If we assume that Event A has a 25% chance of occurring and Event B has a 50% chance of occurring, for example, then the probability of BOTH Event A and Event B occurring is .25 * .50 (.125).  Therefore, we would believe that the probability of both Event A and Event B occurring is 12.5%.

NOTE: The example above assumes that the two events are independent.

But what happens when the events are mutually exclusive?  For example, flipping a single coin and obtaining BOTH a heads and a tails?  This can be visually represented by the figure below: As can be seen, there is no overlap in the events.  So, the probability of BOTH occurring is 0 when the events are mutually exclusive.

Lastly, let’s discuss how to find the probability of Event A AND/OR Event B occurring.  In other words, we want to know the probability of Event A, Event B, or Event A and B occurring.  This can be determined by the addition rule.

The addition rule specifies that the probability that Event A and/or Event B occurs is the probability of Event A plus the probability of Event B minus the probability of both Event A and Event B occurring.  Let’s start with mutually exclusive events, visualized by the figure below: As seen in the figure, we are interested in the total space covered by Event A and Event B.  Because there is no overlap, the probability of BOTH occurring is 0.  Thus, when the events are mutually exclusive, the probability of either occurring is simply the probability of Event A plus the probability of Event B.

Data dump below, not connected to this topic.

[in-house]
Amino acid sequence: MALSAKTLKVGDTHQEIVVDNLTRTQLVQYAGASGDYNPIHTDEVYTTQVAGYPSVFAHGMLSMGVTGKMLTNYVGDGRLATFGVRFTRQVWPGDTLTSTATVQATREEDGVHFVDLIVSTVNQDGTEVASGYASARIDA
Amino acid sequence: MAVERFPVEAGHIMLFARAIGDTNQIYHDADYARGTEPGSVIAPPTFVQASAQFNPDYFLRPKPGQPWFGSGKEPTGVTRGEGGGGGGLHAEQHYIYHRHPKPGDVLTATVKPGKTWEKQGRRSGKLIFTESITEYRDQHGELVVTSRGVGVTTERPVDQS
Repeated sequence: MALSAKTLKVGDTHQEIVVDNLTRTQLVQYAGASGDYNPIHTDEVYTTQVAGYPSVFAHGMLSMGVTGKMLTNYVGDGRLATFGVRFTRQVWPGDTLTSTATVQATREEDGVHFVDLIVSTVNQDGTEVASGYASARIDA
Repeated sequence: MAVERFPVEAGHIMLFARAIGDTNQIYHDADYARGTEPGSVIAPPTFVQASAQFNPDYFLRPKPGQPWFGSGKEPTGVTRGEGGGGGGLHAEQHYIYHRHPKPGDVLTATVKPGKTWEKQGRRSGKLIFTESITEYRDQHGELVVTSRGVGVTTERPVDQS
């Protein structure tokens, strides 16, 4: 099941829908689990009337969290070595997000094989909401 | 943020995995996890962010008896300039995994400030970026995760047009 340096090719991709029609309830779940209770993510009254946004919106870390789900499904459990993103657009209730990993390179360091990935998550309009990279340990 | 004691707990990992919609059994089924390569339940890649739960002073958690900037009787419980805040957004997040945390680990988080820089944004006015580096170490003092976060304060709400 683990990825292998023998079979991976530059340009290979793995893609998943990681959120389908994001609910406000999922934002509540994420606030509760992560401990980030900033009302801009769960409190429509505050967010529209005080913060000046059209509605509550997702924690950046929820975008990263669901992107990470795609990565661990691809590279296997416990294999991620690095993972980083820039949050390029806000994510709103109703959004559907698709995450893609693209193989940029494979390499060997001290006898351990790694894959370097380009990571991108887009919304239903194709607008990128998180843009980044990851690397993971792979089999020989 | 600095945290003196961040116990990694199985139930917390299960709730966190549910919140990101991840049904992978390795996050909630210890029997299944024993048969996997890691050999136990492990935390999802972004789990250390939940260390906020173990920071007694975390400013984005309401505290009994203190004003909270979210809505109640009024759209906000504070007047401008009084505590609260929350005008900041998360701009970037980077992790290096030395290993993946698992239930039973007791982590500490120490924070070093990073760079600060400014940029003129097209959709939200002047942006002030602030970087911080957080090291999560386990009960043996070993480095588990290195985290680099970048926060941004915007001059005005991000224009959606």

If we assume that Event A has a 25% chance of occurring and Event B has a 50% chance of occurring, for example, then the probability of either Event A or Event B occurring is .25 + .50 (.75).  Therefore, we would believe that the probability of either Event A and Event B occurring is 75%.

But what happens when the events are not mutually exclusive?  Let’s look at the figure below: Again, we are interested in the total space covered by Event A and Event B.  As we found out when discussing the multiplication rule, the probability of BOTH Event A and Event B occurring is Event A times Event B.  Therefore, to find the probability that Event A and/or Event B occurs, we add Event A and Event B, then subtract Event A times Event B.

Some people may be confused, however, as to why we subtract Event A times Event B.  This is because we already double-counted the overlap when adding Event A and Event B, and we need to correct this double-counting.  That is, when determining the total space covered by Event A times Event B, we added the two.  This counted the overlap area with Event A as well as Event B, when it should have been only counted once.  For this reason, we must subtract the overlap area once to correct this issue.

If we assume that Event A has a 25% chance of occurring and Event B has a 50% chance of occurring, for example, then the probability of Event A and/or Event B occurring is .25 + .50 – .125 (.625).  Therefore, we would believe that the probability of Event A and/or Event B occurring is 62.5%.

NOTE: The example above assumes that the two events are independent.

That is all for probability rules.  If you have any questions or comments, feel free to email me at Mhoward@SouthAlabama.edu.  I’ll try to reply ASAP.